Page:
5 main educational projects in teaching

Main educational projects in teaching are:

(i) Providing a Situation

A project should arise out of a need felt by pupils and it should never be forced on them. It should be purposeful and significant. It should look important and must be interesting.

Substitute Teachers

For this the teacher should always be on the look out to find situation that arise and discuss them with students to discover their interests.


Situations may be provided by different methods. Some such methods may include talking to students on the topics of common interest e.g. how did they spend their holidays, what did they see in Delhi etc.

(ii) Choosing and Proposing

From various definitions of an educational project we get the same underlying ideas (a) school tasks are to be as real and as purposeful as the tasks of wider life beyond the school walls'(b) they are of such a nature that the pupil is genuinely eager to carry them out in order to achieve a desirable and clearly realized aim.


According to Kilpatrick, “the part of the pupil and the part of the teacher, in most of the school work, depends largely on who does the proposing”. The teacher should refrain from proposing any project otherwise the whole purpose of the method would be defeated.

Teacher should only tempt the students for a particular project by providing a situation but the proposal for the project should finally come from students. The teacher must exercise guidance in selection of the project and if the students make an unwise choice, the teacher should tactfully guide them for a better project. The essentials of a good project are:

(i) It should have evident worth for the individual or the group that undertakes them.

(ii) The project must have a bearing on a great number of subjects and the knowledge acquired through it may be applicable in a variety of ways.


(iii) The project should be timely.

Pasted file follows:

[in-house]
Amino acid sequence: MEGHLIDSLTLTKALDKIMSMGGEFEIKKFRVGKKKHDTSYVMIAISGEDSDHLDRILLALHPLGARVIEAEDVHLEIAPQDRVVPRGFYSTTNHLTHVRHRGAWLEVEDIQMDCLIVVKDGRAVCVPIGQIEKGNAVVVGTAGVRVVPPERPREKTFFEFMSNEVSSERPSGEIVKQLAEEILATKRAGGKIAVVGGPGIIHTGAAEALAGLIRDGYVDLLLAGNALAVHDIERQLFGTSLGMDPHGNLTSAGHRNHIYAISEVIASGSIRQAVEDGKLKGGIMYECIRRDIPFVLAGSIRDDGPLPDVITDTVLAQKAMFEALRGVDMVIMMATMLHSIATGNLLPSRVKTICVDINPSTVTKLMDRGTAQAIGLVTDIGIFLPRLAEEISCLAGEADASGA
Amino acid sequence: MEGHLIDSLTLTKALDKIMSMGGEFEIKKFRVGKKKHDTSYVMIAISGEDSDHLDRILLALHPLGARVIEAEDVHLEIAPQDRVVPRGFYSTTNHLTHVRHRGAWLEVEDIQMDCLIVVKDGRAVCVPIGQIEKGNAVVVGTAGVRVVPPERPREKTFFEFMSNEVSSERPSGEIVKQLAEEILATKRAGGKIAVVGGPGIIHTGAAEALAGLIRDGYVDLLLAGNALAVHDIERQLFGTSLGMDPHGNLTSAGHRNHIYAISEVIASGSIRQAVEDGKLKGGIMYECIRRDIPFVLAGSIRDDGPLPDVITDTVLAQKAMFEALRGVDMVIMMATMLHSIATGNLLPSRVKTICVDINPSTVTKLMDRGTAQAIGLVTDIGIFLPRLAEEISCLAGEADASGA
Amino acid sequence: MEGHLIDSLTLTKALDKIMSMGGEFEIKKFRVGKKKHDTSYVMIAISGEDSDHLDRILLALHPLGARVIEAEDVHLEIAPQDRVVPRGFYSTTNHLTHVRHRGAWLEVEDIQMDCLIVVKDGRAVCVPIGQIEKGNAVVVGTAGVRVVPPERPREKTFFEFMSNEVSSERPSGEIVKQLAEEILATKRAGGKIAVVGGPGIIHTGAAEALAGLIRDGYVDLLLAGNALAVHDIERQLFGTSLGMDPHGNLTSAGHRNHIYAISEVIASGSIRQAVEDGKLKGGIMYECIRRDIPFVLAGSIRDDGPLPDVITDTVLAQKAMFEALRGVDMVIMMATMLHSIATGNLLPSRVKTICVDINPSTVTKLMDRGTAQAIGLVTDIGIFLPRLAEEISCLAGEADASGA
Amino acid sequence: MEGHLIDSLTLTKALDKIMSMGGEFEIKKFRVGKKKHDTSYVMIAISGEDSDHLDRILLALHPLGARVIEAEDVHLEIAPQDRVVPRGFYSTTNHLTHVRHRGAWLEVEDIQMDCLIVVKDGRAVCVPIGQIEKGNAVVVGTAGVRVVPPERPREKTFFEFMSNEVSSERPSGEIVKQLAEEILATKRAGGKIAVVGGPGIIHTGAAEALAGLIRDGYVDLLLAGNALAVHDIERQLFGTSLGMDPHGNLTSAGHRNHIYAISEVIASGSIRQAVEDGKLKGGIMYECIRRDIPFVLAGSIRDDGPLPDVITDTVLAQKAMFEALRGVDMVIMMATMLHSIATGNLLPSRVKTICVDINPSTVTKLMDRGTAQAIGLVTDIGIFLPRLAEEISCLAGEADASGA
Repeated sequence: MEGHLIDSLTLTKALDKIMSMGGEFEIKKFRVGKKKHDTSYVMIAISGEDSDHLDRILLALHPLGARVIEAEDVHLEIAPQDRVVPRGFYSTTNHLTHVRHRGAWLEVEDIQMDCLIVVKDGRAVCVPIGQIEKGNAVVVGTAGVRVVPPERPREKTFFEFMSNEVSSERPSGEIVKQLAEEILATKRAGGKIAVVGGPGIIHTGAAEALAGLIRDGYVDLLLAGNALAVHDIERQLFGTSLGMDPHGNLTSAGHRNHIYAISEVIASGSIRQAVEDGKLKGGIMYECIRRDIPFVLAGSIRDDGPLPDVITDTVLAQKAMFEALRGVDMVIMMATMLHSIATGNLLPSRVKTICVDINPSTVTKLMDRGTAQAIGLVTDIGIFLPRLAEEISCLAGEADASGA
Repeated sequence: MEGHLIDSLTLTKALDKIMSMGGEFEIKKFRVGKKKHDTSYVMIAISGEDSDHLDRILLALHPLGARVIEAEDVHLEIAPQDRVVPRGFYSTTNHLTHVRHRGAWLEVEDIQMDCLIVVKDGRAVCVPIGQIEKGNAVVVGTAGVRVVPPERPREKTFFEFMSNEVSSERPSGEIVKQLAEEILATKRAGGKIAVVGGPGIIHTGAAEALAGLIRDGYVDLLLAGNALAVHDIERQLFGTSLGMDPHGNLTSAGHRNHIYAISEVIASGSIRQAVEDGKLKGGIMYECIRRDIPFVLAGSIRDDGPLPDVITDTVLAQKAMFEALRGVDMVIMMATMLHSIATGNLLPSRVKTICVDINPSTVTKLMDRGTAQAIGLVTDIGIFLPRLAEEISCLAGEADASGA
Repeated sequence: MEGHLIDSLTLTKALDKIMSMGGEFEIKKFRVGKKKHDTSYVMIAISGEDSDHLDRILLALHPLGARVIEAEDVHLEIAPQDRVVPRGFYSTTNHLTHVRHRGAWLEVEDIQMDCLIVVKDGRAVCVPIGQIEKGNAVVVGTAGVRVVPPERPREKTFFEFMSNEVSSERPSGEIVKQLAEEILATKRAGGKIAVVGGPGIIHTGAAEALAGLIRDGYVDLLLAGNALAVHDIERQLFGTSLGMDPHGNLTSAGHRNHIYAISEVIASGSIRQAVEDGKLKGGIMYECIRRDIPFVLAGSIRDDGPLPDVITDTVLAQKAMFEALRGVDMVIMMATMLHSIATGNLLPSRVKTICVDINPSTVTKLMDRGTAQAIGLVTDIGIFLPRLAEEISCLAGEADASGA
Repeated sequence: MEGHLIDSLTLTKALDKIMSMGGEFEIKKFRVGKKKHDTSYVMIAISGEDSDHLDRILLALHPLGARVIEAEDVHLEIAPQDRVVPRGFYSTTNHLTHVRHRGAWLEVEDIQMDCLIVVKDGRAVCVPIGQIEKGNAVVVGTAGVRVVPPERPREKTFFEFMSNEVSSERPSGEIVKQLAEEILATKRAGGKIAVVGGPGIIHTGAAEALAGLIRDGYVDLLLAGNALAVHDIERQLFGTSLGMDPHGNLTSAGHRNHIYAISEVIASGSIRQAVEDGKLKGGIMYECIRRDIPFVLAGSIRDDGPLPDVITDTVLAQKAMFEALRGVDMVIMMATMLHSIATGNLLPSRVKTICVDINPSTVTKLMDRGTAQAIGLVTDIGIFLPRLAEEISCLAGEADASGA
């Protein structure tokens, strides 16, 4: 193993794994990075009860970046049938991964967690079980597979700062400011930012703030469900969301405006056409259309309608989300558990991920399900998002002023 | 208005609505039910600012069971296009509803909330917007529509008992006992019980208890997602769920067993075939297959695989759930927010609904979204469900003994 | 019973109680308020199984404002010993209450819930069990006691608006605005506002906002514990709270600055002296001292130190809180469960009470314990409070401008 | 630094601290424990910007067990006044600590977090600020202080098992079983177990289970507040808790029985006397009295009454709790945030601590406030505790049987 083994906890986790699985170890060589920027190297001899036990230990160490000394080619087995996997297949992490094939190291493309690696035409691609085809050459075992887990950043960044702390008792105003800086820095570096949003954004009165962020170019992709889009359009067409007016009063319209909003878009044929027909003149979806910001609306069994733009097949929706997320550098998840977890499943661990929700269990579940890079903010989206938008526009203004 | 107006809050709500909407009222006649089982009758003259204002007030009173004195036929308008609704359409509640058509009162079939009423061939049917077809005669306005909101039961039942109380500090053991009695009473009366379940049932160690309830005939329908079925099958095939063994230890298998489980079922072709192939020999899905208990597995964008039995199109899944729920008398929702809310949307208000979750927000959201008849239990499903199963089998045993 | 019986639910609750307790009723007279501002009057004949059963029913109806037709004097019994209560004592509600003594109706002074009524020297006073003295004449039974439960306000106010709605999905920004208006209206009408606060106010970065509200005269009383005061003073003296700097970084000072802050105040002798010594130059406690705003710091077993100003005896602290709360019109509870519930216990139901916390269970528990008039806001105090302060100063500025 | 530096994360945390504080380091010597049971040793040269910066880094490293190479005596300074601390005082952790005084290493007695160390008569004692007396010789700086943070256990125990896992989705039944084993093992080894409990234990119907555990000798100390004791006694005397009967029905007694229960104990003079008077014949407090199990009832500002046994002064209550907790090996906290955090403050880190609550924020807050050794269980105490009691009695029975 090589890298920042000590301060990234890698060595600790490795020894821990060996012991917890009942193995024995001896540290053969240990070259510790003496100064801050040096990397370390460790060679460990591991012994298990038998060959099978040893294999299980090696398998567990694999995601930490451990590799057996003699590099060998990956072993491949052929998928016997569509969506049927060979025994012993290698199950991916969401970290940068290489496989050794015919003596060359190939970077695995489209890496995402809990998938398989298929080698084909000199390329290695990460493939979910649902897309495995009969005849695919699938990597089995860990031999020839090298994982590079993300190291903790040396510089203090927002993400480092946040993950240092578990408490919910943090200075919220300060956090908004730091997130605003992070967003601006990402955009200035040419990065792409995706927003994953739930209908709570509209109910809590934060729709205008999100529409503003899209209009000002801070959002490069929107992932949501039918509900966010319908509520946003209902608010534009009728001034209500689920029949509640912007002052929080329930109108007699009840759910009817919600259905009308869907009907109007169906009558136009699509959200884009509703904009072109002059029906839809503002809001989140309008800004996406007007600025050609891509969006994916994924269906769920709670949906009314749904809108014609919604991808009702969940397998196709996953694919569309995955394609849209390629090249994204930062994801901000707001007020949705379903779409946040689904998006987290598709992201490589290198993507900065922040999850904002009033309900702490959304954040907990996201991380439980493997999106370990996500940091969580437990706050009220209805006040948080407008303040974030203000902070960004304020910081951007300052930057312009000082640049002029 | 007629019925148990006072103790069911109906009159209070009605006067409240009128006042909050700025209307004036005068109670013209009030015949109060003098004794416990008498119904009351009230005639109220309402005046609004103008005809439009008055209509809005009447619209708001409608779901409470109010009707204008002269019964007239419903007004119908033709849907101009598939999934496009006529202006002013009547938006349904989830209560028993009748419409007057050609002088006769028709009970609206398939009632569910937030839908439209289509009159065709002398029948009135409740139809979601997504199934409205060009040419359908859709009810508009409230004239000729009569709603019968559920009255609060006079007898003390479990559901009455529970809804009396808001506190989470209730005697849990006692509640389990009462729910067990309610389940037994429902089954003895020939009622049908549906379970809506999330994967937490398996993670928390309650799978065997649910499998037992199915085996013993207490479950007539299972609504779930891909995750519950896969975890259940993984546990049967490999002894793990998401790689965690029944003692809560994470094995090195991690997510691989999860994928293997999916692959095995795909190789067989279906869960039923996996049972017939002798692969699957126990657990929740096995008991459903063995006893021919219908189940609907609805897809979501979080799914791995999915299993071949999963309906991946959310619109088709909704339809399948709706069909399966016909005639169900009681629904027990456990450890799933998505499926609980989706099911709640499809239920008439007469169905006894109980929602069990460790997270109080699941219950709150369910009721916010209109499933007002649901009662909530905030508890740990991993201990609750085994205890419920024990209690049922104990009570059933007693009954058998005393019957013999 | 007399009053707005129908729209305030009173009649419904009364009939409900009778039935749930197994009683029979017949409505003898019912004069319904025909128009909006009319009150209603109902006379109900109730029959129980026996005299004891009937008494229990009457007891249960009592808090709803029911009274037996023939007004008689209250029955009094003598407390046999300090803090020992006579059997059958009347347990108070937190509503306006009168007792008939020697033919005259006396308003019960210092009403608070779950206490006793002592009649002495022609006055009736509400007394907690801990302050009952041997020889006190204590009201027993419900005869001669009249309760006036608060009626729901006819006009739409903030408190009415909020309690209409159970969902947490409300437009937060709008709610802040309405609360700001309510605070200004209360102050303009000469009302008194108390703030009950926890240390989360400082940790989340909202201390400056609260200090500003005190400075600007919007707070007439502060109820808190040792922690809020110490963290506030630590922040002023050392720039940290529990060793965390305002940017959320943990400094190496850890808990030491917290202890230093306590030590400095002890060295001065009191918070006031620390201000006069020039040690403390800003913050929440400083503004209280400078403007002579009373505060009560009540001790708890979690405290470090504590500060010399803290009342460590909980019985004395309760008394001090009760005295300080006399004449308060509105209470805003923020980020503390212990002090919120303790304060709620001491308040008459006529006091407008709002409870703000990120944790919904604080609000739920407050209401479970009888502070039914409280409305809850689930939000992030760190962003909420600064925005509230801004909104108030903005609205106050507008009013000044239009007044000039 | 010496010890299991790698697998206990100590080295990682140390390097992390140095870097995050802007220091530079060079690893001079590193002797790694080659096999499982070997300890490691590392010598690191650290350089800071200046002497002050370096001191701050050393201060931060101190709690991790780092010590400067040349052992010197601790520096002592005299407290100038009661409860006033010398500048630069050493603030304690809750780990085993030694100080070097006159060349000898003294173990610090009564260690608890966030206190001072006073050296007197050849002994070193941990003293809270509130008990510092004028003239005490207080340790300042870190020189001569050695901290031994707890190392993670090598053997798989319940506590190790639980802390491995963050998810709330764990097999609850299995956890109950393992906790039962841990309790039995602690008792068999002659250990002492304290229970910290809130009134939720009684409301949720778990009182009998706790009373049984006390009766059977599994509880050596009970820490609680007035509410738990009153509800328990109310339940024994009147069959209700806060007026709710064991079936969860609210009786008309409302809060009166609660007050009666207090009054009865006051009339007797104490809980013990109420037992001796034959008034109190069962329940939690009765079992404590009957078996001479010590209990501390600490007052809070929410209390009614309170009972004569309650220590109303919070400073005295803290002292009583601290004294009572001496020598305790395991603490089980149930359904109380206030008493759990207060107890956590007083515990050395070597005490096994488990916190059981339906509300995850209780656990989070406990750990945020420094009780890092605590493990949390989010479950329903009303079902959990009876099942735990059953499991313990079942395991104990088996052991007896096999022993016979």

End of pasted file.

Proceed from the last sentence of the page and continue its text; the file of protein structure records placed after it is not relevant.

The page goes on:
(iv) The project should be challenging.

(v) The project should be feasible.

It is for the teacher to see that the purpose of the project is clearly defined and understood.

(iii) Planning

The students be encouraged by the teacher to plan out the details of the project. In the process of planning teacher has to act only as a guide and he should give suggestions at times but actual planning is left to the students.

(iv) Execution

Once the project has been chosen and the details of the project have been planned, the teacher should help the students in executing the project according to the plan.

Since execution of a project is the longest step in the project method so it needs a lot of patience on the part of the students and the teacher. During this step the teacher should carefully supervise the pupils in manipulative skills to prevent waste of materials and to guard accidents.

The teacher should assign work to different students in accordance with their tastes, interests, aptitudes and capabilities. Teacher should see that every member of the group gets a chance to do something.

Teacher should constantly check up the relation between the chalked out plans and the develop­ing project and as far as possible ‘at the spot’ changes and modi­fication be avoided. However if such changes become unavoidable these should be noted and reasons explained for future guidance.

(v) Evaluation

The evaluation of the project should be done both by the pupils and the teacher. The pupils should estimate the qualities of what they have done before the teacher gives his evaluation.

The evaluation of the project has to be done in the light of plans, difficulties in the execution and achieved results. Let the students have self criticism and look through their own failings and findings.

This step is very useful because as a result of the project, the pupils can know the values of the information, interest, skills and attitudes that have been modified by the project.

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